- S&P Global this week downgraded David's Bridal's credit rating deep into junk territory, to CCC- from CCC, as the ailing wedding apparel retailer talks with lenders in effort to reduce its debt.
- Analysts with the ratings agency said in a client note that they think David's Bridal could announce a distressed exchange or debt restructuring within six months. They added that retailer "continues to report weak operating performance, and liquidity has become further constrained."
- Last month Debtwire reported that David's Bridal had brought in investment banking advisory firm Evercore to help with its financial options. In recent months, according to Debtwire, creditor groups have formed in anticipation of David's Bridal making a deal with some lenders, which could include spiriting off its intellectual property or brand value to a protected entity in order to win an agreement, as J. Crew did last year.
For retailers with balance sheet problems, bankruptcy is not the only fate, and most everyone involved, from customers to employees to landlords to most lenders, are better off outside of the court process. David's Bridal — owned by private equity firms Clayton, Dubilier & Rice and Leonard Green & Partners — is one several retailers that have or are looking to shed debt or push it off to buy time.
J. Crew moved to exchange some of its debt last year, which helped the apparel retailer's financial position and at the same time prompted a lawsuit from some lenders who didn't buy into the deal. Guitar Center has also moved to exchange debt this year. Charlotte Russe shed debt this year as well, giving some lenders a majority stake in the process. And Sears has made so many moves to reduce its debt and interest obligations it's hard to count at this point.
In every case above, retailers on the brink managed to stay out of bankruptcy by finding key lenders willing to negotiate, trading debt coming due for equity, new debt, both or some other financial incentive. But it doesn't mean they're safe. Many of those retailers and others who have refinanced their debt remain on various watch lists. Sometimes a debt move merely kicks the can. Toys R Us, for example, made several maneuvers on its debt over the years before falling into Chapter 11. Others have gone on to thrive.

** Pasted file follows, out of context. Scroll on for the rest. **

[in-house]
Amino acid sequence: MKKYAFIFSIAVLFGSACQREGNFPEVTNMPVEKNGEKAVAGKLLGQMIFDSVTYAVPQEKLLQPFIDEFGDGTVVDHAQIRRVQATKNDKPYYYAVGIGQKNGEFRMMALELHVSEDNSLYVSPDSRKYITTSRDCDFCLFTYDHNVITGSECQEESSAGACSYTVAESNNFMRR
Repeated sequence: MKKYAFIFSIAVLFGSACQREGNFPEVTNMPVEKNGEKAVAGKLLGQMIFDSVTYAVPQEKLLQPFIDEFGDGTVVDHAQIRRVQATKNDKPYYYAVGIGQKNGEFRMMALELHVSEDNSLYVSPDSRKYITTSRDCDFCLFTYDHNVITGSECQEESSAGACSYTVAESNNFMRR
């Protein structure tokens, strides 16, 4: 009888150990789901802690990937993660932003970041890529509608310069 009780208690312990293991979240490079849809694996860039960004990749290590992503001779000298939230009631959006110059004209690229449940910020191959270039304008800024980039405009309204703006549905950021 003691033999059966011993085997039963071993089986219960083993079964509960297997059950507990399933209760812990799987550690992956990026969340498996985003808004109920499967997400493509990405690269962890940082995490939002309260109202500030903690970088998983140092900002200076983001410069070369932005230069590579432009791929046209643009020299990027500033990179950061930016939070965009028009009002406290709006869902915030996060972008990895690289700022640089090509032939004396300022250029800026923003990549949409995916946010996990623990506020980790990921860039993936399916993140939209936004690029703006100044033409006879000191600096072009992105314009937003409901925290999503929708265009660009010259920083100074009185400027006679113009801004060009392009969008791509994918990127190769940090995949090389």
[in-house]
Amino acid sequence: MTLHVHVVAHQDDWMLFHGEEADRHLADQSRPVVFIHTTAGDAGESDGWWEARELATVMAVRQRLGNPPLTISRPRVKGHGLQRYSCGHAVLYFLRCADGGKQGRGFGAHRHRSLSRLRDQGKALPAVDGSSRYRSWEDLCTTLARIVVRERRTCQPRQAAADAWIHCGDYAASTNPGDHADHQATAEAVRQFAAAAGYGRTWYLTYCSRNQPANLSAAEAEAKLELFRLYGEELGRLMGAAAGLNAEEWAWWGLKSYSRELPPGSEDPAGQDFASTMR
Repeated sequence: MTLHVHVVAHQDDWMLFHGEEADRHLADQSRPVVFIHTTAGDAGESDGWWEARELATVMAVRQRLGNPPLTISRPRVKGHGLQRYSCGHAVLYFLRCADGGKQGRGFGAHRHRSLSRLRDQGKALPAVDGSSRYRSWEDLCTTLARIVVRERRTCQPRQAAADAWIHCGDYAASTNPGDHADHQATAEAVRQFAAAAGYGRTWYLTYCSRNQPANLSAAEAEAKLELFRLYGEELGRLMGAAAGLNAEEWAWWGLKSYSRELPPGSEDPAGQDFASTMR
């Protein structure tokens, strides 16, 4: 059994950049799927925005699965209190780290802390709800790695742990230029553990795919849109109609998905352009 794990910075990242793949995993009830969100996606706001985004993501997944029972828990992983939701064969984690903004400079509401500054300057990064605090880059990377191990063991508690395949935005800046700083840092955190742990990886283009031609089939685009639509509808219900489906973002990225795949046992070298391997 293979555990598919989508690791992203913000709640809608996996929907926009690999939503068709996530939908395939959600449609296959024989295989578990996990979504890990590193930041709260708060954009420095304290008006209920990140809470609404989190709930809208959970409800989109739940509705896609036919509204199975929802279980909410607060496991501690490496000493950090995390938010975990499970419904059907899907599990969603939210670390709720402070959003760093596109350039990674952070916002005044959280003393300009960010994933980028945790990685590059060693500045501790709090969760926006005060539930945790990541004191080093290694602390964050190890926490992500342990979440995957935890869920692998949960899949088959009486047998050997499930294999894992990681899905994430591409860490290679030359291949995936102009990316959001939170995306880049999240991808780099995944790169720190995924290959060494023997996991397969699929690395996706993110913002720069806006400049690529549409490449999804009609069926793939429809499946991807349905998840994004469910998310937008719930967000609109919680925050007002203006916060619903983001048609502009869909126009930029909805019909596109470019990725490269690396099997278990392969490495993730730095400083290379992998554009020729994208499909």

In the case of David's Bridal — which has a new CEO in Scott Key, previously an executive vice president at the company — even if it pulls off some sort of debt refinancing, the retailer still faces market and operational challenges. Debtwire's Reshmi Basu, citing unnamed sources privy to the company's private earnings calls, reported that the retailer's first quarter net sales fell 1%. Earnings and margins fell, too, while comparable sales increased modestly at 0.7%. S&P analysts described the company's capital structure as "unsustainable," with a $520 million loan facility due next year and another $270 million in unsecured notes due in 2020.
"We believe David's competitive position in the highly fragmented bridal gown and related apparel retail segment has materially weakened in recent years," S&P analysts said. "We also think the company remains vulnerable to increased industry price transparency and customers' shifting preferences away from wedding gowns."